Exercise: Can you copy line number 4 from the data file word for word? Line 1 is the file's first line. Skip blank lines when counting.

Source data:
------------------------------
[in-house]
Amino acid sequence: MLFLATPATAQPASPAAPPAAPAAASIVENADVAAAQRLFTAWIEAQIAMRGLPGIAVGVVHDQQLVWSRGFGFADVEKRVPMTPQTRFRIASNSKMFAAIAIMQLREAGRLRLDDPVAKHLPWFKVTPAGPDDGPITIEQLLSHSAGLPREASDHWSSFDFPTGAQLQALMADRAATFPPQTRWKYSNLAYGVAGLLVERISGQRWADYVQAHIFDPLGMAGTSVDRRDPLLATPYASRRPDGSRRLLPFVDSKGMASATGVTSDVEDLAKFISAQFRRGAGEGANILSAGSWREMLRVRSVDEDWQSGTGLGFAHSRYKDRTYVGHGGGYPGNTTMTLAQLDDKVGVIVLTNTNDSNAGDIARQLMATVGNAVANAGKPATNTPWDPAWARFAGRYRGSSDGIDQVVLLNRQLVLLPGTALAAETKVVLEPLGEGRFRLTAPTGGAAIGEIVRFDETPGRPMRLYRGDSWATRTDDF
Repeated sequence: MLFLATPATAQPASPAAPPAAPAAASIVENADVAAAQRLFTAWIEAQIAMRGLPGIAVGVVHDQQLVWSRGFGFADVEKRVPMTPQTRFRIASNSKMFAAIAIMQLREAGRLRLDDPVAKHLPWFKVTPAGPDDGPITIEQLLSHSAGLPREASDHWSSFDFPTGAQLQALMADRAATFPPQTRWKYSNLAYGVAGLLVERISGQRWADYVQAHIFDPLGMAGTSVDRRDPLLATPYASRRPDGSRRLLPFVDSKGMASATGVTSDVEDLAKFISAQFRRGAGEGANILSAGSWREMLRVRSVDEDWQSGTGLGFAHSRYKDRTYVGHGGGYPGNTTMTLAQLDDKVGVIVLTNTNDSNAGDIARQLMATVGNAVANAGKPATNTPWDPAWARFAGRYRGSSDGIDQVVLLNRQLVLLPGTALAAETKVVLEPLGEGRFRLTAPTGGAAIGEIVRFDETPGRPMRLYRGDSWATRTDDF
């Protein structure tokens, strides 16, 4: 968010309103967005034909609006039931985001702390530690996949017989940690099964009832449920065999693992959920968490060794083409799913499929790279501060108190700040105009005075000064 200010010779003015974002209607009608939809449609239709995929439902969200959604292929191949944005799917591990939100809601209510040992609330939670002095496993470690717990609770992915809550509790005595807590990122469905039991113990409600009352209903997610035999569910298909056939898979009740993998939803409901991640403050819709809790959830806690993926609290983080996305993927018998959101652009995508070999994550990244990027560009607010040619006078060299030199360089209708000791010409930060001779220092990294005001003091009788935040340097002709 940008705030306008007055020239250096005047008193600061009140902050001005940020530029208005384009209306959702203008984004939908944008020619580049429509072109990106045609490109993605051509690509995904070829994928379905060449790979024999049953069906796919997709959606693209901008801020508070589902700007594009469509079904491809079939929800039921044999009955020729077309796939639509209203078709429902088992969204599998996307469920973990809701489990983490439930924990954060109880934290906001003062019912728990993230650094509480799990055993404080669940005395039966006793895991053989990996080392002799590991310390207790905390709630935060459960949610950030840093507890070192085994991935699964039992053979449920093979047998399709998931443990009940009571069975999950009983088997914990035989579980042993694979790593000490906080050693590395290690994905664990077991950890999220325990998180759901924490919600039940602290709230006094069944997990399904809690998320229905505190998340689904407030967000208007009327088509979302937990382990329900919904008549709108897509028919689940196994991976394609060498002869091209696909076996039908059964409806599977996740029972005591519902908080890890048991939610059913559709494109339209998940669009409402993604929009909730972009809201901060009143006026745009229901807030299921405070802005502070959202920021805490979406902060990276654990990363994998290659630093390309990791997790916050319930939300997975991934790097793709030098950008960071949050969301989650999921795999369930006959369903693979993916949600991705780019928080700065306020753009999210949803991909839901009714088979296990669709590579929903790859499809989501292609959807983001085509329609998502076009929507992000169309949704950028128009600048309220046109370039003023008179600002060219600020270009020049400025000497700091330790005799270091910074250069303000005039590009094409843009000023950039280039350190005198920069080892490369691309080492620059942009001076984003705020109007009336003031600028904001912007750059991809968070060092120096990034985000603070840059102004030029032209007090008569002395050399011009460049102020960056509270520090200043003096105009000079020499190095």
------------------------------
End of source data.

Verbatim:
């Protein structure tokens, strides 16, 4: 968010309103967005034909609006039931985001702390530690996949017989940690099964009832449920065999693992959920968490060794083409799913499929790279501060108190700040105009005075000064 200010010779003015974002209607009608939809449609239709995929439902969200959604292929191949944005799917591990939100809601209510040992609330939670002095496993470690717990609770992915809550509790005595807590990122469905039991113990409600009352209903997610035999569910298909056939898979009740993998939803409901991640403050819709809790959830806690993926609290983080996305993927018998959101652009995508070999994550990244990027560009607010040619006078060299030199360089209708000791010409930060001779220092990294005001003091009788935040340097002709 940008705030306008007055020239250096005047008193600061009140902050001005940020530029208005384009209306959702203008984004939908944008020619580049429509072109990106045609490109993605051509690509995904070829994928379905060449790979024999049953069906796919997709959606693209901008801020508070589902700007594009469509079904491809079939929800039921044999009955020729077309796939639509209203078709429902088992969204599998996307469920973990809701489990983490439930924990954060109880934290906001003062019912728990993230650094509480799990055993404080669940005395039966006793895991053989990996080392002799590991310390207790905390709630935060459960949610950030840093507890070192085994991935699964039992053979449920093979047998399709998931443990009940009571069975999950009983088997914990035989579980042993694979790593000490906080050693590395290690994905664990077991950890999220325990998180759901924490919600039940602290709230006094069944997990399904809690998320229905505190998340689904407030967000208007009327088509979302937990382990329900919904008549709108897509028919689940196994991976394609060498002869091209696909076996039908059964409806599977996740029972005591519902908080890890048991939610059913559709494109339209998940669009409402993604929009909730972009809201901060009143006026745009229901807030299921405070802005502070959202920021805490979406902060990276654990990363994998290659630093390309990791997790916050319930939300997975991934790097793709030098950008960071949050969301989650999921795999369930006959369903693979993916949600991705780019928080700065306020753009999210949803991909839901009714088979296990669709590579929903790859499809989501292609959807983001085509329609998502076009929507992000169309949704950028128009600048309220046109370039003023008179600002060219600020270009020049400025000497700091330790005799270091910074250069303000005039590009094409843009000023950039280039350190005198920069080892490369691309080492620059942009001076984003705020109007009336003031600028904001912007750059991809968070060092120096990034985000603070840059102004030029032209007090008569002395050399011009460049102020960056509270520090200043003096105009000079020499190095």